FreeDV Robustness Part 5 – FreeDV 700

We’ve just released FreeDV v0.98 GUI software, which includes the new FreeDV 700 mode. This new mode has poorer speech quality than FreeDV 1600 but is far more robust, close to SSB on low SNR fading HF channels. Mel Whitten and the test team have made contacts over 1000 km using just 1 Watt!

You can download the Windows version of FreeDV 0.98 here.

To build it you need the latest codec2-dev and fdmdv2-dev from SVN, follow the Quickstart 1 instructions in fdmdv-dev/README.txt. I’ve been cross compiling for Windows on my Ubuntu Linux machine which is a time saver for me. Thanks Richard Shaw for your help with the cmake build system.

Mel and the team have been testing the software for the past few weeks and we’ve removed most of the small UI bugs. Thanks guys! I’m working on some further improvements to the robustness which I will release in a few weeks. Once we are happy with the FreeDV 700 mode, it will be ported to the SM1000. If you have time, and gcc/embedded experience I’d love to have some help with this!

It’s sounds pretty bad at 700 bit/s but so does SSB at 0dB SNR. The new modem uses a pilot symbol assisted coherent PSK modem (FreeDV 1600 uses a differential PSK modem). The new modem also has diversity; the 7 x 75 symb/s QPSK carriers are copied to form a total of 14 half power carriers. Overall this gives us significantly lower operating point SNR than FreeDV 1600 for fading channels. However the bandwidth is a little wider (800 – 2400 Hz), lets see how that goes through real radios.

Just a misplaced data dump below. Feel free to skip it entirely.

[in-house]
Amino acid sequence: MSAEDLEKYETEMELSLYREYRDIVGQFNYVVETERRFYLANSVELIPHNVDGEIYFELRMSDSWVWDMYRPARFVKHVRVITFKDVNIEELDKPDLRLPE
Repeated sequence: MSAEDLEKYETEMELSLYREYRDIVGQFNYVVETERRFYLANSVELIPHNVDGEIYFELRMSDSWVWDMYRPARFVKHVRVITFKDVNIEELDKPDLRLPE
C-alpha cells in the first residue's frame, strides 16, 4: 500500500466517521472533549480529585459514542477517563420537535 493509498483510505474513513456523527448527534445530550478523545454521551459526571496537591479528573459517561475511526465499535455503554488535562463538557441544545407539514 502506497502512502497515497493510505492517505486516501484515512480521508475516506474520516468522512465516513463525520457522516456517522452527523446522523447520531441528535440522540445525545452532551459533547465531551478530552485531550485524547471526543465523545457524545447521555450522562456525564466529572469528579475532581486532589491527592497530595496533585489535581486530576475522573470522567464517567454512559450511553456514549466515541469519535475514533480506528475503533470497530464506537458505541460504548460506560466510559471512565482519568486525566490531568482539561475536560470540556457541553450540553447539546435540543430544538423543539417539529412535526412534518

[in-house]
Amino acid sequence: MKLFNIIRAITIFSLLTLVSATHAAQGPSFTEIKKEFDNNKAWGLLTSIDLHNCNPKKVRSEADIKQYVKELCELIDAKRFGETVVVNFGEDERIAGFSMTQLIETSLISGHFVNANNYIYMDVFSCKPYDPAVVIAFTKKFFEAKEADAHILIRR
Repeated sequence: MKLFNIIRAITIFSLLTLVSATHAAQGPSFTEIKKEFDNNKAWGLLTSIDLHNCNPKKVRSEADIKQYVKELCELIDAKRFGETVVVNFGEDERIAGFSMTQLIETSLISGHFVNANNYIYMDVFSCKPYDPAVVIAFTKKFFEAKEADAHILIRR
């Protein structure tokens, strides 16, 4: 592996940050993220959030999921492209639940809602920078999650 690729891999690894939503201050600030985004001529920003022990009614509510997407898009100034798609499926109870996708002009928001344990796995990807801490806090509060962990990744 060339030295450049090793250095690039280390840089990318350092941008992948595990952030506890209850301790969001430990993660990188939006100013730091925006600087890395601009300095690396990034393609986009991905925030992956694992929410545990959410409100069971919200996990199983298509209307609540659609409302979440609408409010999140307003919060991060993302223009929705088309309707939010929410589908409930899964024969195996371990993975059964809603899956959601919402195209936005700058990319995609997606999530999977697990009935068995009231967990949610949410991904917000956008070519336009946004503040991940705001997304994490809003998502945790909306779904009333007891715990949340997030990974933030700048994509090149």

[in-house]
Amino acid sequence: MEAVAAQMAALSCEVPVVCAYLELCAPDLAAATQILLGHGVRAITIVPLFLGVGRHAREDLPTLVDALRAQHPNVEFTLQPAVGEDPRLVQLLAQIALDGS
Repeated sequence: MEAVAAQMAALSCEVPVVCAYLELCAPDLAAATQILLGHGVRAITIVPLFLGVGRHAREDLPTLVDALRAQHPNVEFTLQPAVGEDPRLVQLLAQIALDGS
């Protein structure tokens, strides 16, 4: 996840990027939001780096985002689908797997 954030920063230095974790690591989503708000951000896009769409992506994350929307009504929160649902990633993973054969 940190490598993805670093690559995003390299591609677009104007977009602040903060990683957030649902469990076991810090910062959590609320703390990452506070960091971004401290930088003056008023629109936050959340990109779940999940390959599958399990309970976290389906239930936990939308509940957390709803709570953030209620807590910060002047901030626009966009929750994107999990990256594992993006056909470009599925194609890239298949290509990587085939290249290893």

Simulations indicate it has readability 4/5 at 0dB SNR on CCIR poor (fast) fading channels. It also has a PAPR of 7dB so if your PA can handle it you can hammer out 5dB more power than FreeDV 1600 (be careful).

For those of you who are integrating FreeDV into your own applications the FreeDV API now contains the 700 bit/s mode and freedv_tx and freedv_rx have been updated to demo it. The API interface has changed, we now have variables for the number of modem and speech samples which change with the mode. The coherent PSK modem has the very strange sample rate of 7500 Hz which at this stage the user (that’s you) has to deal with (libresample is your friend).

The 700 bit/s codec (actually 650 bit/s plus 2 data bits/frame) band limits the input speech between 600 and 2200 Hz to reduce the amount of information we need to encode. This might be something we can tweak, however Mel and the team have shown we can communicate OK using this mode. Here are some samples at 1300 (the codec rate used in FreeDV 1600) and 700 bit/s with no errors for comparison.

Lots more to talk about. I’ll blog some more when I pause and take a breath.

2 thoughts on “FreeDV Robustness Part 5 – FreeDV 700”